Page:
Stewart focuses on healthy return

October 10, 1994|By Jerry Bembry | Jerry Bembry,Sun Staff Writer

SHEPHERDSTOWN, W.Va. -- There are two faint scars on either side of the back of Larry Stewart's neck, one where a bullet entered and the other where it exited. As he turns down the collar of his warm-up jacket to display the wounds, reminders from a January burglary of his house gone violent, one has to strain even to notice.

Out of sight, out of mind. Or at least that's how Stewart would want it to be.

"I try not to harp on it, because all that brings up is bad things, and why do that?" said Stewart of the ordeal in which he was bound and shot by burglars who broke into his Baltimore County home. "Of course, it flashes across my mind. But you have to go on. You just can't keep on thinking about it."

Going on for Stewart is getting his game back together on the basketball court, and the 26-year-old forward is attempting to regain his old form with the start of the Washington Bullets' training camp.

The 1993-94 season proved to be a lost season for Stewart. He broke a bone in his right foot that required surgery. After missing all of training camp and starting the season on the injured list, he finally was activated Dec. 4, only to rebreak the foot about two weeks later.

A month later came the shooting. He would play just three games during the season. Now, the former Coppin State star is back trying to earn minutes with a new coaching staff on a team that's suddenly heavy in forwards.

"I think I have to prove myself, being I missed the whole year," Stewart said. "The coach doesn't remember two years ago; they remember last year. But I think the coach has a good feel for me."

New coach Jim Lynam already has a sense of the abilities of Stewart, who made the team three years ago as an undrafted free agent. He became the first undrafted rookie to make an NBA all-rookie team, averaging 10.9 points and 5.9 rebounds.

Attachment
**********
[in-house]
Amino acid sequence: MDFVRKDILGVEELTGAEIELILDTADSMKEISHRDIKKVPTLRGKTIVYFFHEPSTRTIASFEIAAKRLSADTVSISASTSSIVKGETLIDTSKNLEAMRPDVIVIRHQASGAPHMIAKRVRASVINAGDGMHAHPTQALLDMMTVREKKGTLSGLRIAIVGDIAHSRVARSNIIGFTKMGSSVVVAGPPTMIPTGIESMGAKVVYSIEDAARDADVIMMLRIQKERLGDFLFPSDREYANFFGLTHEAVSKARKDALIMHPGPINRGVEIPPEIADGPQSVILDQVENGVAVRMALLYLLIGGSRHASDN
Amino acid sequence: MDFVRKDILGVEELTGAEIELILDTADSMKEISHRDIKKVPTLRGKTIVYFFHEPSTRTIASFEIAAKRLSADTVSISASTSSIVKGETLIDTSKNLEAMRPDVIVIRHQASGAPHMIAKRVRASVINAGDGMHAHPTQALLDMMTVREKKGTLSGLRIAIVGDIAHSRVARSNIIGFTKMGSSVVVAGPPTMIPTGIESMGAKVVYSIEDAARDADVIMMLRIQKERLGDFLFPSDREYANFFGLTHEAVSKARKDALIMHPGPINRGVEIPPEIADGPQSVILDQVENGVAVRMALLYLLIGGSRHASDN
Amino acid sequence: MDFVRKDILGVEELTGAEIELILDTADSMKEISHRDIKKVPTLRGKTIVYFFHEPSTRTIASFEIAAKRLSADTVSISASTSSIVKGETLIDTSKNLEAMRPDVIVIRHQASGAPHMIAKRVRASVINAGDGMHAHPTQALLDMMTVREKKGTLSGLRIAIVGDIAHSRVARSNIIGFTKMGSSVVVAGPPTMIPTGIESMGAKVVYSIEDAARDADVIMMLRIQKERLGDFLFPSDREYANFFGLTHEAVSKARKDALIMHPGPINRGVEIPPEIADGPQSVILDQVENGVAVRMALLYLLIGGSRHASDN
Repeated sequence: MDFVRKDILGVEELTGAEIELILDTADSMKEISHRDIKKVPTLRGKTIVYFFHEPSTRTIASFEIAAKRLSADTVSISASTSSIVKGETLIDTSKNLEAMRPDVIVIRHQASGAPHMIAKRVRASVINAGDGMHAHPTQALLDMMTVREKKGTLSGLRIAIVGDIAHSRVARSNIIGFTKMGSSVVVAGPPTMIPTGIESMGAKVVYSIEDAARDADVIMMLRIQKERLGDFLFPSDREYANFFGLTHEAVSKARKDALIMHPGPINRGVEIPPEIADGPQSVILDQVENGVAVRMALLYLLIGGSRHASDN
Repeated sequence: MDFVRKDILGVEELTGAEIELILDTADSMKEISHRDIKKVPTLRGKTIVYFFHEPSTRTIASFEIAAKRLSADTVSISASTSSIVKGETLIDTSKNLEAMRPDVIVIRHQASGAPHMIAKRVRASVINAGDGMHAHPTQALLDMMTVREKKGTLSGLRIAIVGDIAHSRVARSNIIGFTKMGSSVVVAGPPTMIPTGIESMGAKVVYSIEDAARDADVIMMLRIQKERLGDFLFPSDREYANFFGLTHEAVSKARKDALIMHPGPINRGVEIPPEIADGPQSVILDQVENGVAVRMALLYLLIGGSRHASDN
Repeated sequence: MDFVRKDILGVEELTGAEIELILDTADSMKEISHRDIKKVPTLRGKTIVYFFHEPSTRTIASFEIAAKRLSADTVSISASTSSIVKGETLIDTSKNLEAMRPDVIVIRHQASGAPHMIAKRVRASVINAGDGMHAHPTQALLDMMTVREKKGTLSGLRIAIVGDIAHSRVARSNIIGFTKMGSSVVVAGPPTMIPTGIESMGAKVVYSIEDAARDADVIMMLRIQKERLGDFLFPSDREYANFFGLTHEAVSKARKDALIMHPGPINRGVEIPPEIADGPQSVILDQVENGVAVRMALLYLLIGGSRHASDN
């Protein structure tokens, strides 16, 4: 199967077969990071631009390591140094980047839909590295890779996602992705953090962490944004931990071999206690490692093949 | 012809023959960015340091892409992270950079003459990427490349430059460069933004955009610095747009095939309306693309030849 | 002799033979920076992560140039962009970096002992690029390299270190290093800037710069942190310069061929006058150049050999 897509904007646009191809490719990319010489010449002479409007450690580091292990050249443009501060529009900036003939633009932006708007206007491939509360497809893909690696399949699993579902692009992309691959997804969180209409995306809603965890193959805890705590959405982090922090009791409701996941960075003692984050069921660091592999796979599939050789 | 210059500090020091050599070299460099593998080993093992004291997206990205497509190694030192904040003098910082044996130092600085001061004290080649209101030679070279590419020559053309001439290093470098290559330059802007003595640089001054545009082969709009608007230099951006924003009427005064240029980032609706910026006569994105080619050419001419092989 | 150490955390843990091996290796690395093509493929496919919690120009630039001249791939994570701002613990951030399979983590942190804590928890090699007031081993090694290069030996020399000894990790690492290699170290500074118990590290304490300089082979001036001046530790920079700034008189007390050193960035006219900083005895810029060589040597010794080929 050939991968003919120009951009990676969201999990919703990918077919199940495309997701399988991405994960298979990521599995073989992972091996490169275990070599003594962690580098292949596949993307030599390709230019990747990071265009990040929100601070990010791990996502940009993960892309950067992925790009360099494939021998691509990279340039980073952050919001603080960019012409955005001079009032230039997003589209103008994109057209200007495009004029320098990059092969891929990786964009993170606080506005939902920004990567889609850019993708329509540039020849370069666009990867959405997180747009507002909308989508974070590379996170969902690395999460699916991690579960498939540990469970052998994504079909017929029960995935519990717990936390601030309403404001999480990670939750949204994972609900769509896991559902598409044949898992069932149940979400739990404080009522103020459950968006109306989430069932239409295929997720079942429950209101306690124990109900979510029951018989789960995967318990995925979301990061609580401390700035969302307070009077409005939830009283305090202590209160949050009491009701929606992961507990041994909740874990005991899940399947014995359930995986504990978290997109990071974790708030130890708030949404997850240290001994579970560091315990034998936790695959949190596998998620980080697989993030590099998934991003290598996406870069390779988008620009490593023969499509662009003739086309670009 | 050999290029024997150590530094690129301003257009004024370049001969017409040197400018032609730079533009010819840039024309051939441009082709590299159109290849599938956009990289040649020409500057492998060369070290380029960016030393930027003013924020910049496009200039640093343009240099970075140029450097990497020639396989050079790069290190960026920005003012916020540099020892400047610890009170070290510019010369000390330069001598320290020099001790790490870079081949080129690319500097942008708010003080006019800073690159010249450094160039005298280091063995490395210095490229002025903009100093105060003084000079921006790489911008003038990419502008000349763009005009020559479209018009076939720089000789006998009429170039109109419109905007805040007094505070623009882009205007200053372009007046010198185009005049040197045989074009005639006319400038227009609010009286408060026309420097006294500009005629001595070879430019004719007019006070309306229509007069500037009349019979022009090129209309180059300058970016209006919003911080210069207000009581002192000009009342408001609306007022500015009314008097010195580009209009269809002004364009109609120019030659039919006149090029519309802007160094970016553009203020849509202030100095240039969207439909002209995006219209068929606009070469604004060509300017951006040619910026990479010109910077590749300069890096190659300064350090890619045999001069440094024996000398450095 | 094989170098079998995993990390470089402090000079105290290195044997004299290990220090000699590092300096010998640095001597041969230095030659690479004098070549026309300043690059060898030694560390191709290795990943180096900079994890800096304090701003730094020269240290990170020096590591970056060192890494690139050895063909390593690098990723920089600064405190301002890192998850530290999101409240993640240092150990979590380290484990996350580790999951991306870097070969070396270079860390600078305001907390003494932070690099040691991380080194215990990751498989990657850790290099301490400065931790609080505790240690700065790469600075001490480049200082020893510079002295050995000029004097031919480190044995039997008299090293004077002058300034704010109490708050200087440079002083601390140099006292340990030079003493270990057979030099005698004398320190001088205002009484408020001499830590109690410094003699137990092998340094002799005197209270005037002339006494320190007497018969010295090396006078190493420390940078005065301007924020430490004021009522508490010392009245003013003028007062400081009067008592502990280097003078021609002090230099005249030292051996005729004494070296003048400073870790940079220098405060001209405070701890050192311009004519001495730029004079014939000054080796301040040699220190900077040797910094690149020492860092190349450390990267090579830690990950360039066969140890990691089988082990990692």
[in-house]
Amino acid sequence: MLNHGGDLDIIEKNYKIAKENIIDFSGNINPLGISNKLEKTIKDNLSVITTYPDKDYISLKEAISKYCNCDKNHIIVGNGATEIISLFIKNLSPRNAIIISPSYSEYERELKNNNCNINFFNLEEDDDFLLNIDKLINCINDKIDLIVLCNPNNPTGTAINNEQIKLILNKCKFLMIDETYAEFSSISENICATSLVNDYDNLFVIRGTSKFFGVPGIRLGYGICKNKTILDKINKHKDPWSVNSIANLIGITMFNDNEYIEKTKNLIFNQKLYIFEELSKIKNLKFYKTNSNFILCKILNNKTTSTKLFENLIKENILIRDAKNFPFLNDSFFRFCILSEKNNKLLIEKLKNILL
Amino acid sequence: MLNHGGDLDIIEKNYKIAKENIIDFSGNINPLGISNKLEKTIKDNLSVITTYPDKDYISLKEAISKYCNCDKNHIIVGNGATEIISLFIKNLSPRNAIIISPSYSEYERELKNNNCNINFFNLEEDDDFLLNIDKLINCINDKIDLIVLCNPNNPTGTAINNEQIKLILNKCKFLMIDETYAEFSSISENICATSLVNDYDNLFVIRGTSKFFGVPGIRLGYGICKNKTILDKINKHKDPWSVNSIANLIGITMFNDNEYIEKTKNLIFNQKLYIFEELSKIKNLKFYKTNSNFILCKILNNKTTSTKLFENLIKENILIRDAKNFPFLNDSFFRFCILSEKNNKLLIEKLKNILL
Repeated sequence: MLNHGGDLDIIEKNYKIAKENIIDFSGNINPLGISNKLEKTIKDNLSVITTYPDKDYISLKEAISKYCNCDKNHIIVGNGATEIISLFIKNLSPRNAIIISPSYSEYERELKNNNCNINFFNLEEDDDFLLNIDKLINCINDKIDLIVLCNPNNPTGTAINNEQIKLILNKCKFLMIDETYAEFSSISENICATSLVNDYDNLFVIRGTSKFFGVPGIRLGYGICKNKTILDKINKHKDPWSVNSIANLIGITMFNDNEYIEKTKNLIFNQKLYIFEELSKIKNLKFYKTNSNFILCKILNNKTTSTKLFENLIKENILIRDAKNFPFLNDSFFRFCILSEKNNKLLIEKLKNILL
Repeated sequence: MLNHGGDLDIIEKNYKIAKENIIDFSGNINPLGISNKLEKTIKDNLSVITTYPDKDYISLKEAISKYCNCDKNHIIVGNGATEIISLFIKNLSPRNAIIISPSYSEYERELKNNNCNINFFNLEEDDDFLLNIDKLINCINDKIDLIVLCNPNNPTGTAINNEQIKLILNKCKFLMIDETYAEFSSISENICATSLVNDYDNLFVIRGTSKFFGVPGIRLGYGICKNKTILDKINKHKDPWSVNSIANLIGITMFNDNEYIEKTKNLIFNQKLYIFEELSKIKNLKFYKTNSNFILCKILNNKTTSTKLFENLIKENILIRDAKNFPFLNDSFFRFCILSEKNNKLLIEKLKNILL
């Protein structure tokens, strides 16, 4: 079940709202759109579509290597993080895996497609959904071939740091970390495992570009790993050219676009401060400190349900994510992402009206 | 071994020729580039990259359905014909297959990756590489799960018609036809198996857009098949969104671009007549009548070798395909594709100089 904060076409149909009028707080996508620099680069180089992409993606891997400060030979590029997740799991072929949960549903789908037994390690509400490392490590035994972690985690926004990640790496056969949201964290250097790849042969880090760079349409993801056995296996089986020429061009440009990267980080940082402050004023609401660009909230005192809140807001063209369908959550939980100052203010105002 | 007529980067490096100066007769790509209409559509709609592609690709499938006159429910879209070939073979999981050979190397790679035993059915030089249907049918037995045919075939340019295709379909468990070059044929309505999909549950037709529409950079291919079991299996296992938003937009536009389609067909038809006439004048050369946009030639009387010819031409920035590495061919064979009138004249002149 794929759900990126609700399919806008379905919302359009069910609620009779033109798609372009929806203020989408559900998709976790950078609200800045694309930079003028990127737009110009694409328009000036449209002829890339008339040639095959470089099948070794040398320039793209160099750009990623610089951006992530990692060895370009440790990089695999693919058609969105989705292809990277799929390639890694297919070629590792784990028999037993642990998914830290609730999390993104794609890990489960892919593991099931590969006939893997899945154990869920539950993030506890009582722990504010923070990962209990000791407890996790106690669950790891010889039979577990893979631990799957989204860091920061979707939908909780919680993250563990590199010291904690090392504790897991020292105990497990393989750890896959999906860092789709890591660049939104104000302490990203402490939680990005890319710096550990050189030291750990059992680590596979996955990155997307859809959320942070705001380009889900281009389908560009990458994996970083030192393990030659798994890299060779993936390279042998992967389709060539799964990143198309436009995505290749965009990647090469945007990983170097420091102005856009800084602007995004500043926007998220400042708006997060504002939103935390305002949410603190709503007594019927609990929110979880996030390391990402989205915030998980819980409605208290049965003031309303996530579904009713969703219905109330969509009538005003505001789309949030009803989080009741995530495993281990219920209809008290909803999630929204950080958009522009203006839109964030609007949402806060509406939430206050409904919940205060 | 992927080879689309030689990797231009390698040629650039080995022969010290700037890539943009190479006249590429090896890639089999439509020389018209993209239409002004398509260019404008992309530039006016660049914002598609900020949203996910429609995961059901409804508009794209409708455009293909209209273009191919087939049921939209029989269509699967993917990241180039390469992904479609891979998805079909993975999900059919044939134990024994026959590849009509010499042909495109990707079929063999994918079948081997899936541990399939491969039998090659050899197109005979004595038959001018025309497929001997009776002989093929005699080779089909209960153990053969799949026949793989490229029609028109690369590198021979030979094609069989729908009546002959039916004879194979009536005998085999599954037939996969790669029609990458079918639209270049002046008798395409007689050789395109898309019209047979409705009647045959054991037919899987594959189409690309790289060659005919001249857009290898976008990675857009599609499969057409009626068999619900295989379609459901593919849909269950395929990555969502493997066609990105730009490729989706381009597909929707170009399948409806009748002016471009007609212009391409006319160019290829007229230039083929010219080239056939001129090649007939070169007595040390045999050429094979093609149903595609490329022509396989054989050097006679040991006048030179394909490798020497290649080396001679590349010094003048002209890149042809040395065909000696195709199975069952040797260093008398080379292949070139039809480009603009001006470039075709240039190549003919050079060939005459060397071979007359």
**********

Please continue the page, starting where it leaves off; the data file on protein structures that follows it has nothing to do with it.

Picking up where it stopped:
"He does all those good things that winning players are about," said Lynam, who has observed Stewart during workouts over the summer. "He has a nose for the ball, both ends. Balls seem to fall into his lap."

Which is why Stewart was expected to figure prominently in the Bullets' plans before the injuries sidetracked him last season.

"This is my first time my whole career missing that many games," Stewart said. "It was very frustrating, but injuries are part of the game."

Injuries helped earn Mitchell Butler and Kenny Walker spots on the team last season, and helped boost the minutes of Don MacLean -- the league's Most Improved Player last season. If and when Juwan Howard signs, the Bullets will have an abundance of forwards.

That seemingly would place Stewart on the bubble, but he seems confident there will be a spot on the team for him.

"The type of offense [Lynam] runs is up and down, so we'll need guys coming in to give guys breaks," Stewart said. "I wanted to just come in, have a good camp and show the staff I am 100 percent healthy."

The hardest part for Stewart was having confidence playing on the injured right foot. During his first operation, doctors inserted a pin in the foot. That pin was taken out during the second surgery, and replaced by a piece of bone.

"I wasn't sure my foot was ready early in the summer, so I took it easy," Stewart said. "After I saw the doctor a couple of more times, I knew it was fine. It's feeling good now."

NOTES: MacLean (sore thigh muscle) and Walker (sore knee) sat out both sessions yesterday. Butler scrimmaged for the first time, after missing two straight days with an injured knee. . . . Center Tito Horford left training camp. He has an offer to play in Brazil, and will be waived by the Bullets today.

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